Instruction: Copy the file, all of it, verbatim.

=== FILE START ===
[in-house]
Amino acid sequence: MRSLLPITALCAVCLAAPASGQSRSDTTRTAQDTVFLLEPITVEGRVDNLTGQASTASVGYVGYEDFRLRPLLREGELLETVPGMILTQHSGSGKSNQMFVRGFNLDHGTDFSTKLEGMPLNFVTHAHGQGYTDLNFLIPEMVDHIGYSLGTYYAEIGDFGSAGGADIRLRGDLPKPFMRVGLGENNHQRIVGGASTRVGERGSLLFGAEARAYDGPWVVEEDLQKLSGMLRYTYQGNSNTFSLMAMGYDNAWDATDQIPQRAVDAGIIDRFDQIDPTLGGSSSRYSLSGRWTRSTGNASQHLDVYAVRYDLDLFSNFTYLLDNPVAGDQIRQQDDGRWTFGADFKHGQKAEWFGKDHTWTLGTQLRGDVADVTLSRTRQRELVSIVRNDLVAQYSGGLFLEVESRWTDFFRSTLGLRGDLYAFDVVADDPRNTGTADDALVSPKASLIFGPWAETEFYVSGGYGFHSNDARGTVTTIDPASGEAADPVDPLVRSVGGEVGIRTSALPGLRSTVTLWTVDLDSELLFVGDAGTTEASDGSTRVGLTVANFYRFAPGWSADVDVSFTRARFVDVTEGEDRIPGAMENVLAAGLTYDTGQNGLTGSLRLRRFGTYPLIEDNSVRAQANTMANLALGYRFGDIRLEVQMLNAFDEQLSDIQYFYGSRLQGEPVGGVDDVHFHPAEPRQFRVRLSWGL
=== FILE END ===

[in-house]
Amino acid sequence: MRSLLPITALCAVCLAAPASGQSRSDTTRTAQDTVFLLEPITVEGRVDNLTGQASTASVGYVGYEDFRLRPLLREGELLETVPGMILTQHSGSGKSNQMFVRGFNLDHGTDFSTKLEGMPLNFVTHAHGQGYTDLNFLIPEMVDHIGYSLGTYYAEIGDFGSAGGADIRLRGDLPKPFMRVGLGENNHQRIVGGASTRVGERGSLLFGAEARAYDGPWVVEEDLQKLSGMLRYTYQGNSNTFSLMAMGYDNAWDATDQIPQRAVDAGIIDRFDQIDPTLGGSSSRYSLSGRWTRSTGNASQHLDVYAVRYDLDLFSNFTYLLDNPVAGDQIRQQDDGRWTFGADFKHGQKAEWFGKDHTWTLGTQLRGDVADVTLSRTRQRELVSIVRNDLVAQYSGGLFLEVESRWTDFFRSTLGLRGDLYAFDVVADDPRNTGTADDALVSPKASLIFGPWAETEFYVSGGYGFHSNDARGTVTTIDPASGEAADPVDPLVRSVGGEVGIRTSALPGLRSTVTLWTVDLDSELLFVGDAGTTEASDGSTRVGLTVANFYRFAPGWSADVDVSFTRARFVDVTEGEDRIPGAMENVLAAGLTYDTGQNGLTGSLRLRRFGTYPLIEDNSVRAQANTMANLALGYRFGDIRLEVQMLNAFDEQLSDIQYFYGSRLQGEPVGGVDDVHFHPAEPRQFRVRLSWGL